As Movendi International previously reported the MUP measure which is section 11 of the Public Health (Alcohol) Act of Ireland adopted in 2018, was set to come in to force by Christmas this year. It appears the government has brought the plans ahead according to a leaked memo which is due to be tabled to the Cabinet. According to the memo, minimum unit pricing is set to be implemented within weeks.
The policy solution to set an alcohol floor price will eliminate ultra cheap alcohol that is currently fueling heavy alcohol use and thus is driving high levels of alcohol harm in Ireland. The measure is timely and communities have called for its urgent implementation for a while, in the face of further rising alcohol use and problems during the ongoing COVID-19 crisis.
Recent sales data indicates that alcohol purchases increased by 57% year-on-year in the off-trade for the four week period to January 24, 2021.
Once implemented, the measure would set a minimum price of €1.32 on a 440ml can of lager, a €7.75 minimum on a 750ml bottle of chardonnay, and a €20.71 charge on a 700ml bottle of gin or vodka.
Cheap supermarket alcohol would see a substantial price increase. For example, the price of Tesco’s own-brand vodka will rise from €12.99 to €20.71, with a similar-sized bottle of gin increasing from €14.25 to €20.71 and a €3.99 bottle of wine rising in cost to €6.50.
Currently, bars, pubs and restaurants in Ireland are closed for dine-in due to the COVID-19 pandemic. But when they do open the MUP will not affect them at all. This is because on-trade alcohol is already priced above the alcohol floor price.
Why has Irish MUP been delayed?
The Irish government has been postponing implementation of MUP to match the timeline of Northern Ireland. The idea was to simultaneously adopt the laws in the North and South to prevent cross-border alcohol trade issues on the island.
However, plans to introduce MUP have again been delayed in the North. Northern Ireland’s Minister of Health had informed that they would not be bringing in MUP till at least after their elections in May 2022. Therefore, Ireland has decided to adopt the policy as intended by the Alcohol Act before their Northern neighbors.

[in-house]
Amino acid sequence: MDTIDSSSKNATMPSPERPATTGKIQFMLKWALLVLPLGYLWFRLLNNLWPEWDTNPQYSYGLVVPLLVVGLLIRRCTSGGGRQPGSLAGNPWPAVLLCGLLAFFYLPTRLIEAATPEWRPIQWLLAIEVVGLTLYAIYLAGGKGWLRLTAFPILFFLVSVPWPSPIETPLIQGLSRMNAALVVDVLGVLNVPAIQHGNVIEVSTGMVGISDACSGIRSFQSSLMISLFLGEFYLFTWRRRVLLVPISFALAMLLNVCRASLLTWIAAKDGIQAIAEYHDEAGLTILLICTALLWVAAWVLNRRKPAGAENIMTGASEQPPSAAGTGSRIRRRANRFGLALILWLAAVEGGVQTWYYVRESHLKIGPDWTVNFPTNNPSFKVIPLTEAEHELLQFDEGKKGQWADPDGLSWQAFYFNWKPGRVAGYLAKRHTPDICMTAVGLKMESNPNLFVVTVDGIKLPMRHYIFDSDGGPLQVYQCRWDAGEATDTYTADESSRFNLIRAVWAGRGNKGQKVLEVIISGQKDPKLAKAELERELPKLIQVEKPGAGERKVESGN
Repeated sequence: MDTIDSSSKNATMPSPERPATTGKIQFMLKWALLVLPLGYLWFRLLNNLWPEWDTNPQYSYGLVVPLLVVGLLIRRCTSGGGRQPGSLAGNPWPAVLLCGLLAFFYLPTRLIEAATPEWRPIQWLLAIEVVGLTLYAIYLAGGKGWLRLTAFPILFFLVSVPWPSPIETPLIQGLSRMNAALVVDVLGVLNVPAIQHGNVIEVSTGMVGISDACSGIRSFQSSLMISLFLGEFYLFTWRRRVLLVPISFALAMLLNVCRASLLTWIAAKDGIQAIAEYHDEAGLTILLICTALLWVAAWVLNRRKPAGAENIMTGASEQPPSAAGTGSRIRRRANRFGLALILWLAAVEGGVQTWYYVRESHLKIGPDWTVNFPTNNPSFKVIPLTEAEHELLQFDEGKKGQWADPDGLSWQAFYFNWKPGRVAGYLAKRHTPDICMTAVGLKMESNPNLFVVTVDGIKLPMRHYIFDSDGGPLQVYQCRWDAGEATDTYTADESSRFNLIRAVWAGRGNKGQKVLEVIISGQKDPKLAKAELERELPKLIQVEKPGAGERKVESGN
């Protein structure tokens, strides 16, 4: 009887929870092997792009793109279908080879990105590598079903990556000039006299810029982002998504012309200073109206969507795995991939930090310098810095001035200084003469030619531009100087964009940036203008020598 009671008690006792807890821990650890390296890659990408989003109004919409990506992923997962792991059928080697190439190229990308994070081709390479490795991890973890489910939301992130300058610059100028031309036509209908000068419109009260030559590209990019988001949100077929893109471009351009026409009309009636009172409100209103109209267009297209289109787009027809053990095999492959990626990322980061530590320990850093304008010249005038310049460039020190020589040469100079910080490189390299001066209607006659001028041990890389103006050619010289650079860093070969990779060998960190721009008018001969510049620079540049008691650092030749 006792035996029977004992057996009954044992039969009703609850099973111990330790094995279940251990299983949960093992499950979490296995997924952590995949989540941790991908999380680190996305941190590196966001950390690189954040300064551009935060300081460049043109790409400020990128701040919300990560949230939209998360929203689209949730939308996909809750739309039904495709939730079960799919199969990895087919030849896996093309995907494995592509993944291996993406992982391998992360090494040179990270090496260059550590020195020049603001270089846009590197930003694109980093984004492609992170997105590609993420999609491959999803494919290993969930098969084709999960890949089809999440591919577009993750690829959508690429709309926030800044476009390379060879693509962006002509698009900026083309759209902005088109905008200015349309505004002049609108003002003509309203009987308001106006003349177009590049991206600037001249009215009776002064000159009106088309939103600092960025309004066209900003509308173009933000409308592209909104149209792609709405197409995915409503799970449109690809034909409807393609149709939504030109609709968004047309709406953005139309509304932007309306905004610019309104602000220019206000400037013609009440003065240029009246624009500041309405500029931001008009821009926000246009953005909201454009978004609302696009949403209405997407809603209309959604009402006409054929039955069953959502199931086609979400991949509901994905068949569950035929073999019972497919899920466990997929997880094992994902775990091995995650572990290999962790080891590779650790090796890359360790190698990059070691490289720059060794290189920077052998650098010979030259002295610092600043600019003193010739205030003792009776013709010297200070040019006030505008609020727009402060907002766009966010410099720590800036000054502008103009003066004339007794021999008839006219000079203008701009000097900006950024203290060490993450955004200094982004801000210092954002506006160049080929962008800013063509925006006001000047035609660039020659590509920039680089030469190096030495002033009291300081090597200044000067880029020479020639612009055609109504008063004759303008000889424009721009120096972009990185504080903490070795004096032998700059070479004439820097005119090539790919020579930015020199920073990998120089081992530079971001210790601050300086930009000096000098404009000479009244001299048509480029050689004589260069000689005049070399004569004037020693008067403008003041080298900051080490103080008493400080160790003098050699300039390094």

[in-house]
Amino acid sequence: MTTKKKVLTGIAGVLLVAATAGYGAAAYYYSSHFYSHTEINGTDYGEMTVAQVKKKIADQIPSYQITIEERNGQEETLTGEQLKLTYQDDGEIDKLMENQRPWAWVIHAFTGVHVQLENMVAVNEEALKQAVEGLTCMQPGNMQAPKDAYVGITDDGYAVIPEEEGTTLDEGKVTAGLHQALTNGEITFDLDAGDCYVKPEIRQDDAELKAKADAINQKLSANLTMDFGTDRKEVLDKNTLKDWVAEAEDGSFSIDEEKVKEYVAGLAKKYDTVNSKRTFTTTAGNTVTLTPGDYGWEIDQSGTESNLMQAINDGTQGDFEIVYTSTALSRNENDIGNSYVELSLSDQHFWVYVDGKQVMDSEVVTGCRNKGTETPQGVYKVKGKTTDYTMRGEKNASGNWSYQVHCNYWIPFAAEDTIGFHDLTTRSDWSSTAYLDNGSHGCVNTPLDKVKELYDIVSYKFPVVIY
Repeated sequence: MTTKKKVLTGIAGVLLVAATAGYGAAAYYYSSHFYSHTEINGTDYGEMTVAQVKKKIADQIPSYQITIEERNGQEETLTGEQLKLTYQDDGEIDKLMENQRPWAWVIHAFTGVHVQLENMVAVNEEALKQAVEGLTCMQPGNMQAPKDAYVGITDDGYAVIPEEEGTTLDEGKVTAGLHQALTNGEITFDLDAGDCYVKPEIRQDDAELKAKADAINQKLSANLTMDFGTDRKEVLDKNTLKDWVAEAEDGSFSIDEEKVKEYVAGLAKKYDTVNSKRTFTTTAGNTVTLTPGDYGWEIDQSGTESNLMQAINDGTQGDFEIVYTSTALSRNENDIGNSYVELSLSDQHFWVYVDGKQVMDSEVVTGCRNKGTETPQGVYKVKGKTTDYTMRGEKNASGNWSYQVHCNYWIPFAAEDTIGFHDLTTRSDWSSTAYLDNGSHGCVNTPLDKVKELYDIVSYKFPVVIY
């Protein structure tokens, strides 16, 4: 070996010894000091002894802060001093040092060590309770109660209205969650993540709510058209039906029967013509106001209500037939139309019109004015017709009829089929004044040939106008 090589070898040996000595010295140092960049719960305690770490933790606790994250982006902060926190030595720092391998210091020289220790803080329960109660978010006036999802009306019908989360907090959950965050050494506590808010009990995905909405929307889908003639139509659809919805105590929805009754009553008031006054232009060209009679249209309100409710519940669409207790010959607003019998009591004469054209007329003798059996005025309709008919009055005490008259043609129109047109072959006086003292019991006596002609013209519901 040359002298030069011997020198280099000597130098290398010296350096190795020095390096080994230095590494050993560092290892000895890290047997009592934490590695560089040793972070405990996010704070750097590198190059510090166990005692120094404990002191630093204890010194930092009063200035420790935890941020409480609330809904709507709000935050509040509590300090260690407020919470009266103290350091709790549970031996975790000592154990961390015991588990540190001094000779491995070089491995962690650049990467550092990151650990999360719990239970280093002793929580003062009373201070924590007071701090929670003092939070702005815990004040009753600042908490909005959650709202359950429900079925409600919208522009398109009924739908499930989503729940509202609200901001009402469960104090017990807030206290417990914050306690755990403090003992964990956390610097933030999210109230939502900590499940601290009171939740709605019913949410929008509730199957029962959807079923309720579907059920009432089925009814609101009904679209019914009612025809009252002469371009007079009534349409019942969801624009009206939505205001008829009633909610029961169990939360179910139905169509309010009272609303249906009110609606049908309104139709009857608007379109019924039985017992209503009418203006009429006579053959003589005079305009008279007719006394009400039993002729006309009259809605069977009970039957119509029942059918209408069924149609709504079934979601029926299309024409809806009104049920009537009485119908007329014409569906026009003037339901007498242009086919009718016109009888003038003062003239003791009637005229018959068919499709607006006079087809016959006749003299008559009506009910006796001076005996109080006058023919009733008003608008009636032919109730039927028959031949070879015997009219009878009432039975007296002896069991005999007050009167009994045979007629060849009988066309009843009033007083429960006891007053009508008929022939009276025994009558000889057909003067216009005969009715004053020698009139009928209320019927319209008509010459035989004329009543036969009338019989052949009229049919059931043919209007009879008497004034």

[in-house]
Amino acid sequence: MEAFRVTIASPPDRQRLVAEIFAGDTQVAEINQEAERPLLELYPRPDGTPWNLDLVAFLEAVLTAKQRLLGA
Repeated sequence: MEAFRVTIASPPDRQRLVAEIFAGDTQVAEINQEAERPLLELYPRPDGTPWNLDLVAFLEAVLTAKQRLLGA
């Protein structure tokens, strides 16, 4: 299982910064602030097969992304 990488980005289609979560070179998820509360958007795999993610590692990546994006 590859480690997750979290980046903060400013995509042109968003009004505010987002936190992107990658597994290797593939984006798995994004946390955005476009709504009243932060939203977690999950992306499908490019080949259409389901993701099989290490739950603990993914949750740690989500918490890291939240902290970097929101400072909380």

Alcohol businesses in border towns have brought up the border trade and smuggling arguments in opposition to MUP. However, Scotland’s MUP success shows bordering jurisdictions without MUP do not affect the effectiveness. Scotland borders England which does not have an alcohol floor price policy. Results from Scotland show that MUP is working effectively to eliminate cheap alcohol. Statistics from the National Records for Scotland have reported a 10.2% decrease in alcohol-specific deaths in 2019. The answer to cross border trade and smuggling is better alcohol laws on how much alcohol can be brought over borders and better enforcement of existing laws.
Communities welcome the news on MUP implementation
Alcohol Action Ireland welcomes the measure and hopes the implementation will go through smoothly.
Price is a crucial marketing component to stimulating alcohol demand and its exceptional affordability has driven Ireland’s continued harmful use,” said Eunan McKinney, Head of Communications from Alcohol Action Ireland, as per Irish Mirror.
There have been many ‘false-dawns’ over the last three years and while everyone’s intentions have always been well placed, to date, the concerns of the alcohol producers and retailers have ultimately been met. We hope that this time public health will be the government priority.”Eunan McKinney, Head of Communications, Alcohol Action Ireland
The Public Health (Alcohol) Act was adopted into law in 2018. The government has taken a stage-wise approach and is making steady progress in implementing the different provisions of the Act.
Public Health (Alcohol) Act of Ireland
- In 2019 several improvements regarding alcohol marketing rules stipulated by the Act came into force, including bans on advertising in public transport, 200 meters from a school, creche, or local authority playground, in cinemas except for films which are classified as over 18 and on children’s clothing.
- In November 2020, section 22 of the Act came into force which saw separation of alcohol in specified licensed premises. The introduction of this regulation is part of a process to de-normalize alcohol as an ordinary grocery product.
- Recently, in January 11, 2021 section 23 of the Act came into force. This saw implementation of measures to de-normalize alcohol in Irish society by banning multi-buy deals, short-term price promotions and loyalty points for alcohol products.